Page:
At present, it’s unclear what evidence will be required to show downloading - a far more difficult act for content owners to prove than uploading. Will the police be responsible for monitoring and prosecuting or will private prosecutions be allowed? Will ISPs be called upon to track the movements and downloads of subscribers? Will video streaming sites such as YouTube be asked to hand over the IP addresses of those watching infringing videos? The lack of detail available is fuelling rumors on popular message boards in Japan such as 2ch.net:
“So far it is scary. Effectively it could cover almost everything on the Internet!”
“Certainly, this is a really dangerous Bill. It is vague. What reasons will be needed to arrest someone? If something is found, the power is there to intimidate.”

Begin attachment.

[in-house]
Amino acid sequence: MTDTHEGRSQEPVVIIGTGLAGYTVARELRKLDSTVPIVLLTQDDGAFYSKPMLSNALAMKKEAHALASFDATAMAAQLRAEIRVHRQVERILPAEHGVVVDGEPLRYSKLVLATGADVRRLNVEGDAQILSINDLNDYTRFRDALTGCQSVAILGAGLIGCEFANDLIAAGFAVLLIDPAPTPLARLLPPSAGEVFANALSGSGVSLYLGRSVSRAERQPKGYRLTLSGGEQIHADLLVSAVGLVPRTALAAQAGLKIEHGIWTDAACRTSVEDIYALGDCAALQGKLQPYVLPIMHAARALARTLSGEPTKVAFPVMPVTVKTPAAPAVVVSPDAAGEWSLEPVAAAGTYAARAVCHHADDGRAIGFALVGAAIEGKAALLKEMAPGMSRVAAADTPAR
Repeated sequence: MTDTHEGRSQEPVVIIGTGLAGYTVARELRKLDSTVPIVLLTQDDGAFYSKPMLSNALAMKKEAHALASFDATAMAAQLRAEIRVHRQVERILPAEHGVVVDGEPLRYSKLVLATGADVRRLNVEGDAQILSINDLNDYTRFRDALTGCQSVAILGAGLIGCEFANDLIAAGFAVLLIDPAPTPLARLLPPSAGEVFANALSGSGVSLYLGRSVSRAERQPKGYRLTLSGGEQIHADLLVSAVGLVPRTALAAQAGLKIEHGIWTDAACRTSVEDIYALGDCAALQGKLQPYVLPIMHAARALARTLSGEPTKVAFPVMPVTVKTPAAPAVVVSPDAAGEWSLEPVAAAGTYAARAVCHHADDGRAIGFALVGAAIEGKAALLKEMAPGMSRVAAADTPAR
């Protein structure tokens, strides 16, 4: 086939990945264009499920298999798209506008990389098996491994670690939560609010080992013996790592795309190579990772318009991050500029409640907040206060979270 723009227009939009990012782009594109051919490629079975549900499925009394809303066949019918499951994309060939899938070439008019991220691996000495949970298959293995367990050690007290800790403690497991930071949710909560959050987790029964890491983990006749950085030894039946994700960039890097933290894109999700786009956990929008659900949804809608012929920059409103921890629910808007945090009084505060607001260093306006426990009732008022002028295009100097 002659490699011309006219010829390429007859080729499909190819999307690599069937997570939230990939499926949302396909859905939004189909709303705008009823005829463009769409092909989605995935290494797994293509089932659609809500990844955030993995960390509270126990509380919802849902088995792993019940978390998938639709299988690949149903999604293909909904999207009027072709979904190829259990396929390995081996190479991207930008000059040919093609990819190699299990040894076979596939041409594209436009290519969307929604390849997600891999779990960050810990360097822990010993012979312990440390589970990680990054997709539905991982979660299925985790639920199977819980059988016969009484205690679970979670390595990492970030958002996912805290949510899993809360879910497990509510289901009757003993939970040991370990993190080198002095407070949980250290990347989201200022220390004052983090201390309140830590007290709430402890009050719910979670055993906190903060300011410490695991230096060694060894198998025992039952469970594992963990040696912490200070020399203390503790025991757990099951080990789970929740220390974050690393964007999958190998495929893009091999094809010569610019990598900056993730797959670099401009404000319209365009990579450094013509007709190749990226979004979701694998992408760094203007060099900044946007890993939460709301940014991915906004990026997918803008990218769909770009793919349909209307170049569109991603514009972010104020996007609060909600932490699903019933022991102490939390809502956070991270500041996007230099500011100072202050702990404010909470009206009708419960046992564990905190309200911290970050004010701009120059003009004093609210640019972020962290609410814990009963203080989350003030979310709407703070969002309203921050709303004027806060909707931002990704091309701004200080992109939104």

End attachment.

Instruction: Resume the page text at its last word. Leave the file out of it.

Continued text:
“It's moronic. It's typical that the legal system has not caught up with reality.”
The new penalties follow actions in a number of countries aimed at reducing the scale of piracy: France's anti piracy agency HADOPI recently fined its first ISP subscriber after nearly two years in operation while a similar effort in New Zealand has been in effect for just over a year. In the US, a graduated response program should be introduced before the end of 2012 and while the planned implementation of a stricter system in the UK has been hampered by arguments between interested parties, content owners have managed to use the courts to force major ISPs to block access to the most popular bittorrent site, The Pirate Bay.
Written by David Price, Head of Piracy Intelligence, NetNames
2 October 2012